Young women are most likely to suffer from mental health problems, says new study

I am one of the 26 per cent of 16-24 year old girls who have struggled with depression

According to new data from the NHS, women aged 16-24 are at the highest risk for mental health problems. The National Study of Health and Wellbeing has found that more than a quarter of young women have a diagnosable mental health condition. It also noted that similar number of women have reported self harming, an issue that has a disproportionately large impact on young women, as well as higher instances of post traumatic stress disorder and bipolar disorder.

It continued to say that one in five young women experience anxiety or depression, compared to one in eight men of the same demographic of 16-24. Compared to one in six members of the adult population generally, this damning evidence indicates that in the words of one mental health charity “nothing has changed” and that mental health is as big an issue as ever for young women.

The study also stipulated that women aged 16-24 were three times as likely to seek help in regards to anxiety and depression. What this reveals about mental health in the male portion of the 16-24 demographic emphasises that men feel less able to seek help in regards to these mental illnesses, but does not make clear whether the amount of men experiencing mental health problems is actually lower or if they simply do not come forward.

The study also found that 19.7 per cent of women of our age have self harmed at least once in their lives, while one in eight showed symptoms of post-traumatic stress disorder. The researchers pointed to social media pressure contributing to the decline in young women’s mental health, with many feeling like they needed to photoshop their pictures to look thinner.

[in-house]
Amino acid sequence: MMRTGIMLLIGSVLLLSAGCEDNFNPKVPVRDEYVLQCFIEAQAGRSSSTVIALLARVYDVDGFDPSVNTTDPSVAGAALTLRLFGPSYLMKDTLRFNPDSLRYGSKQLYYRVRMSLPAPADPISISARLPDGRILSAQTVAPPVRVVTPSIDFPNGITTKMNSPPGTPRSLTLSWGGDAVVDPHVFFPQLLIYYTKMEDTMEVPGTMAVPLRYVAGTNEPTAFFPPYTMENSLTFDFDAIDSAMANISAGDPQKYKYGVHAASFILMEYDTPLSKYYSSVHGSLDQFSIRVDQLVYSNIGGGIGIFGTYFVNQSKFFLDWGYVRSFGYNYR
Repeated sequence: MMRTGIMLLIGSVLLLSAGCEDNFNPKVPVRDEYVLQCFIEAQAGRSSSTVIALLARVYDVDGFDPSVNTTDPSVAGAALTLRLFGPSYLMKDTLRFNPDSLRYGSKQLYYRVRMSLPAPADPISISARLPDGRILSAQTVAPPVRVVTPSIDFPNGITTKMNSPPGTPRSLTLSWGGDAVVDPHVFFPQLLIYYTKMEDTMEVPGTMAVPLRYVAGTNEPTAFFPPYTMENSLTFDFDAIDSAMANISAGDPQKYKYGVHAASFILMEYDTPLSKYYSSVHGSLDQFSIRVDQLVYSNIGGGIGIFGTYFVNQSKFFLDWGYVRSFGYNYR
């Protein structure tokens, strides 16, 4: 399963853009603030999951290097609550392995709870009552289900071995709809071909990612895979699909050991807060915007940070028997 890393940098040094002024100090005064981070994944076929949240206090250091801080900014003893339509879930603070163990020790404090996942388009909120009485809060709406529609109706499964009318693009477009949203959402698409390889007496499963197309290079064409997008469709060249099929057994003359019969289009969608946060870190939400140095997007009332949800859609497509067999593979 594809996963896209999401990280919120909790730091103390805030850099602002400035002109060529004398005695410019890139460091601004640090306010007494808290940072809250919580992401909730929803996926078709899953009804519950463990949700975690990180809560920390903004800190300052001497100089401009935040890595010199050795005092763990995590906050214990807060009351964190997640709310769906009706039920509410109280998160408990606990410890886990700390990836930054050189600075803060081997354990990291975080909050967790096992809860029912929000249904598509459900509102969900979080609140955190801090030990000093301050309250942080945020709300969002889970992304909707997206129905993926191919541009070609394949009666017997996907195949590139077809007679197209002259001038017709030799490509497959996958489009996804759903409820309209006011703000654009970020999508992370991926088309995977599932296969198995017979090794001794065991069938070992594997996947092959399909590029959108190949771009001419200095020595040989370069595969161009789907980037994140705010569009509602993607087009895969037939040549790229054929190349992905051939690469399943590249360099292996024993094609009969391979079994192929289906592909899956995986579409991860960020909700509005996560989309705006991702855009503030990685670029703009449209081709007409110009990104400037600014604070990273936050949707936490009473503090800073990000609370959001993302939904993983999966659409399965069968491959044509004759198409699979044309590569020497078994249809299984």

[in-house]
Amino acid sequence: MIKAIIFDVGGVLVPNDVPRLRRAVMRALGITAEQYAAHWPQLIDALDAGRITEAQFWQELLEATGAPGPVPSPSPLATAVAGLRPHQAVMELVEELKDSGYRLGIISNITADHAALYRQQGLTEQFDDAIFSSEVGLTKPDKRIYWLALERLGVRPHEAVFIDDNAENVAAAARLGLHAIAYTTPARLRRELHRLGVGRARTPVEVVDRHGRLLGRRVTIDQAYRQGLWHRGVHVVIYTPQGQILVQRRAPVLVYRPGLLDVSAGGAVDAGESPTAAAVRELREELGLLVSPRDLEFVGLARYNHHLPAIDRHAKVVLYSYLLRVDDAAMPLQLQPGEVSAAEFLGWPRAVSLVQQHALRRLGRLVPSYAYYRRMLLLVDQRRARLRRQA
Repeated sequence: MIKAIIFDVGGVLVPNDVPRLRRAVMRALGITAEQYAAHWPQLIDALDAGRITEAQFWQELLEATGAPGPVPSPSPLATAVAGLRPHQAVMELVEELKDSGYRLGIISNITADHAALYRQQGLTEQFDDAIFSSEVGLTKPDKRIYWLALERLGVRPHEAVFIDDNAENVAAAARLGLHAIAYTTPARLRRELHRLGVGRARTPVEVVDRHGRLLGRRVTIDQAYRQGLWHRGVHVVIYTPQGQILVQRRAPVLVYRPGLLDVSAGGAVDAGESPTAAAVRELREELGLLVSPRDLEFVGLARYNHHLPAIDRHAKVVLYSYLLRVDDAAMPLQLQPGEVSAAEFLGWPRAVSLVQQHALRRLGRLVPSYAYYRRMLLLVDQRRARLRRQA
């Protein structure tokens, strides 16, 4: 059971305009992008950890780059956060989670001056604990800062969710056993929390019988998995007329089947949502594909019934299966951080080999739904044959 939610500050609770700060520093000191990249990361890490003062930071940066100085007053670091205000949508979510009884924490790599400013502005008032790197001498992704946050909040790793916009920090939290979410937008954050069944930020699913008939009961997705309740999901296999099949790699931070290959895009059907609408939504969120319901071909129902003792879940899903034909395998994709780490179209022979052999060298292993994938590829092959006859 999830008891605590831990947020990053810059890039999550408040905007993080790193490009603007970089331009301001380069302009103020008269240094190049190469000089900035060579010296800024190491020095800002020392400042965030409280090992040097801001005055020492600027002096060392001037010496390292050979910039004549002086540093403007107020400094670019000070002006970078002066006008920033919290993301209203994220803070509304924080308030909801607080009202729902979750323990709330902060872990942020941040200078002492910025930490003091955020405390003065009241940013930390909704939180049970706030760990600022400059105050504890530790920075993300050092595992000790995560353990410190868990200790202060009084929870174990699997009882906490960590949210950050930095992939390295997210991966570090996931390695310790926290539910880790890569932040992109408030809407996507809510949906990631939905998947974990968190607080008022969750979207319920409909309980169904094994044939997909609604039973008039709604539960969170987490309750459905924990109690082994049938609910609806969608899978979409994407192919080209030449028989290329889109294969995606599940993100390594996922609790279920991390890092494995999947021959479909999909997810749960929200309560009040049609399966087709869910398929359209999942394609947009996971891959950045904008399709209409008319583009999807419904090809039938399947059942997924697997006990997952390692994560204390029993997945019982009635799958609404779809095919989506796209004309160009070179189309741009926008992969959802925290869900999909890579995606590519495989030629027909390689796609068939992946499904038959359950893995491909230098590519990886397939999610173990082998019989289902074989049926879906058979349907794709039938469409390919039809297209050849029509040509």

From my own personal experience I can unequivocally say that mental health is a huge issue, particularly in universities. I am one of the 26 per cent of 16-24 women who has had to deal with depression and it is an extremely isolating and debilitating condition to contend with. Many of us have similar experiences at uni, but it does come with the caveat that despite the fact that women experience these issues in larger numbers that the culture surrounding discussion of these issues make it easier for women to admit to struggling.

One in five female students are raped at university, and it must be pointed out that survivors of sexual violence and indeed other forms of gender based violence are more vulnerable to further mental trauma in the form of post traumatic stress, self harm and other mental health issues such as depression and anxiety. I know that growing up in a abusive environment massively contributed towards me the damaging behaviours and mental health issues that I developed in my later teens and early adult life.

The big picture is much more complex and multifaceted than that – isolation, stress and the pressure to succeed are all parts of it.

Whatever the inherent cause of the mental health crisis at our universities – and there are many – it cannot be ignored and allowed to fester while more and more students suffer. In light of this evidence it’s clear that a whole new approach needs to be taken in terms of the care given to female students who are experiencing mental health problems and the effort needs to be made to understand why so many more women aged 16-24 are reported to have clinical mental health issues than men.